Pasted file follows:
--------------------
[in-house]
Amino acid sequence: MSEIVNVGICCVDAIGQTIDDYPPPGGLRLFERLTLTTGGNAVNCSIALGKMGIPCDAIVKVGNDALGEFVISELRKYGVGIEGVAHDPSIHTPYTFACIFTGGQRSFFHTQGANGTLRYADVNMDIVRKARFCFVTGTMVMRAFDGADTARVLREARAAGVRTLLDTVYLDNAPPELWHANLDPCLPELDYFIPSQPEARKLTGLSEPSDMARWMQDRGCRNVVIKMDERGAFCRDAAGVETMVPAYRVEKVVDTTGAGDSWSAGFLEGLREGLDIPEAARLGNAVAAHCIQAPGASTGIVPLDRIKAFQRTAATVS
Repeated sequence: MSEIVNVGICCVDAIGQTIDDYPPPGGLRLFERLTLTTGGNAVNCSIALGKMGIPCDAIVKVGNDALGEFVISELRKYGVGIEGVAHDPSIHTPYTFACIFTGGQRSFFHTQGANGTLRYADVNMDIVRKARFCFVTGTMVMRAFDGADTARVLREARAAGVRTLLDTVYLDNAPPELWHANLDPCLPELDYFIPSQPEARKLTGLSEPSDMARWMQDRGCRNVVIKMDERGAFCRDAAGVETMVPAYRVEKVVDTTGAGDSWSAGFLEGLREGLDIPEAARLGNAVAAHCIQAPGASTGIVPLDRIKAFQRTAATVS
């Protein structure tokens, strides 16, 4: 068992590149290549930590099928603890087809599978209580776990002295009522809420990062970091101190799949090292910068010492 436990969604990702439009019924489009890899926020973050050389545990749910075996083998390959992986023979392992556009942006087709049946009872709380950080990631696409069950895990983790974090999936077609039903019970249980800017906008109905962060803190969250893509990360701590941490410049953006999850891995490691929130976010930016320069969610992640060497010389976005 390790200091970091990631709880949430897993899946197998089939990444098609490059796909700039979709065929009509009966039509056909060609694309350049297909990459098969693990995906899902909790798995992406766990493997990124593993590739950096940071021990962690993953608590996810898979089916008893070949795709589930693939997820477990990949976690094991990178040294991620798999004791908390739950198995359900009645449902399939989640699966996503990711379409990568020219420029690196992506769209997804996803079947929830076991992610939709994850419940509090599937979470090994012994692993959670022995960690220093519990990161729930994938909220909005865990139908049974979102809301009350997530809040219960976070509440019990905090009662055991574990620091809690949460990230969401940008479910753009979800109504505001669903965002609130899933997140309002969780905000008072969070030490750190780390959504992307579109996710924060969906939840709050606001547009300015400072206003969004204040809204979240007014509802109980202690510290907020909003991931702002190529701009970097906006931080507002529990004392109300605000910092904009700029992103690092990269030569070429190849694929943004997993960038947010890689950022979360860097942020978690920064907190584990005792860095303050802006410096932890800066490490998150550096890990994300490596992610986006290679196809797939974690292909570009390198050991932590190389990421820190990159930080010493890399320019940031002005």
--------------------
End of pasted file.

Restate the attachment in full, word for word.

[in-house]
Amino acid sequence: MSEIVNVGICCVDAIGQTIDDYPPPGGLRLFERLTLTTGGNAVNCSIALGKMGIPCDAIVKVGNDALGEFVISELRKYGVGIEGVAHDPSIHTPYTFACIFTGGQRSFFHTQGANGTLRYADVNMDIVRKARFCFVTGTMVMRAFDGADTARVLREARAAGVRTLLDTVYLDNAPPELWHANLDPCLPELDYFIPSQPEARKLTGLSEPSDMARWMQDRGCRNVVIKMDERGAFCRDAAGVETMVPAYRVEKVVDTTGAGDSWSAGFLEGLREGLDIPEAARLGNAVAAHCIQAPGASTGIVPLDRIKAFQRTAATVS
Repeated sequence: MSEIVNVGICCVDAIGQTIDDYPPPGGLRLFERLTLTTGGNAVNCSIALGKMGIPCDAIVKVGNDALGEFVISELRKYGVGIEGVAHDPSIHTPYTFACIFTGGQRSFFHTQGANGTLRYADVNMDIVRKARFCFVTGTMVMRAFDGADTARVLREARAAGVRTLLDTVYLDNAPPELWHANLDPCLPELDYFIPSQPEARKLTGLSEPSDMARWMQDRGCRNVVIKMDERGAFCRDAAGVETMVPAYRVEKVVDTTGAGDSWSAGFLEGLREGLDIPEAARLGNAVAAHCIQAPGASTGIVPLDRIKAFQRTAATVS
């Protein structure tokens, strides 16, 4: 068992590149290549930590099928603890087809599978209580776990002295009522809420990062970091101190799949090292910068010492 436990969604990702439009019924489009890899926020973050050389545990749910075996083998390959992986023979392992556009942006087709049946009872709380950080990631696409069950895990983790974090999936077609039903019970249980800017906008109905962060803190969250893509990360701590941490410049953006999850891995490691929130976010930016320069969610992640060497010389976005 390790200091970091990631709880949430897993899946197998089939990444098609490059796909700039979709065929009509009966039509056909060609694309350049297909990459098969693990995906899902909790798995992406766990493997990124593993590739950096940071021990962690993953608590996810898979089916008893070949795709589930693939997820477990990949976690094991990178040294991620798999004791908390739950198995359900009645449902399939989640699966996503990711379409990568020219420029690196992506769209997804996803079947929830076991992610939709994850419940509090599937979470090994012994692993959670022995960690220093519990990161729930994938909220909005865990139908049974979102809301009350997530809040219960976070509440019990905090009662055991574990620091809690949460990230969401940008479910753009979800109504505001669903965002609130899933997140309002969780905000008072969070030490750190780390959504992307579109996710924060969906939840709050606001547009300015400072206003969004204040809204979240007014509802109980202690510290907020909003991931702002190529701009970097906006931080507002529990004392109300605000910092904009700029992103690092990269030569070429190849694929943004997993960038947010890689950022979360860097942020978690920064907190584990005792860095303050802006410096932890800066490490998150550096890990994300490596992610986006290679196809797939974690292909570009390198050991932590190389990421820190990159930080010493890399320019940031002005």